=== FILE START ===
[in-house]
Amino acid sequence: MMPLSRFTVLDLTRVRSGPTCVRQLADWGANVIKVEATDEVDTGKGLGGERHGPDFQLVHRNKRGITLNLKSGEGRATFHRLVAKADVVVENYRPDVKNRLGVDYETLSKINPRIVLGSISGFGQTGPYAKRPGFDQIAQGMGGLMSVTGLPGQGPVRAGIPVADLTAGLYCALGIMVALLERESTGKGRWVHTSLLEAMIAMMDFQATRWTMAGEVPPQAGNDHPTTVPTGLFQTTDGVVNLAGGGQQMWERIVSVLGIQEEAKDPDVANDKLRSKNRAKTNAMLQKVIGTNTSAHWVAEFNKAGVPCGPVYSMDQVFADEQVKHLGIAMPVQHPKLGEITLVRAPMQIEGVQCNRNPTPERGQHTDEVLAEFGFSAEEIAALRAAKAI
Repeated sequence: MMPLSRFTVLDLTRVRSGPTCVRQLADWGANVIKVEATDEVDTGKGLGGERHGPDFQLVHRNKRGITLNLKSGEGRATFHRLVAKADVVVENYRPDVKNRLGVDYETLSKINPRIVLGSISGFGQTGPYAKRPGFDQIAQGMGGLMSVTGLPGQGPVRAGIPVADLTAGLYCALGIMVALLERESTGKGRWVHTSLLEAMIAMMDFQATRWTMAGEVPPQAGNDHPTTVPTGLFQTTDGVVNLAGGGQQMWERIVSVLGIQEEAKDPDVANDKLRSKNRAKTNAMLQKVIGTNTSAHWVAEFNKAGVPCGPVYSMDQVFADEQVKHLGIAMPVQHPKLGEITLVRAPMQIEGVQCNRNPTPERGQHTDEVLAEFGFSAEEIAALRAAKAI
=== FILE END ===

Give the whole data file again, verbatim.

[in-house]
Amino acid sequence: MMPLSRFTVLDLTRVRSGPTCVRQLADWGANVIKVEATDEVDTGKGLGGERHGPDFQLVHRNKRGITLNLKSGEGRATFHRLVAKADVVVENYRPDVKNRLGVDYETLSKINPRIVLGSISGFGQTGPYAKRPGFDQIAQGMGGLMSVTGLPGQGPVRAGIPVADLTAGLYCALGIMVALLERESTGKGRWVHTSLLEAMIAMMDFQATRWTMAGEVPPQAGNDHPTTVPTGLFQTTDGVVNLAGGGQQMWERIVSVLGIQEEAKDPDVANDKLRSKNRAKTNAMLQKVIGTNTSAHWVAEFNKAGVPCGPVYSMDQVFADEQVKHLGIAMPVQHPKLGEITLVRAPMQIEGVQCNRNPTPERGQHTDEVLAEFGFSAEEIAALRAAKAI
Repeated sequence: MMPLSRFTVLDLTRVRSGPTCVRQLADWGANVIKVEATDEVDTGKGLGGERHGPDFQLVHRNKRGITLNLKSGEGRATFHRLVAKADVVVENYRPDVKNRLGVDYETLSKINPRIVLGSISGFGQTGPYAKRPGFDQIAQGMGGLMSVTGLPGQGPVRAGIPVADLTAGLYCALGIMVALLERESTGKGRWVHTSLLEAMIAMMDFQATRWTMAGEVPPQAGNDHPTTVPTGLFQTTDGVVNLAGGGQQMWERIVSVLGIQEEAKDPDVANDKLRSKNRAKTNAMLQKVIGTNTSAHWVAEFNKAGVPCGPVYSMDQVFADEQVKHLGIAMPVQHPKLGEITLVRAPMQIEGVQCNRNPTPERGQHTDEVLAEFGFSAEEIAALRAAKAI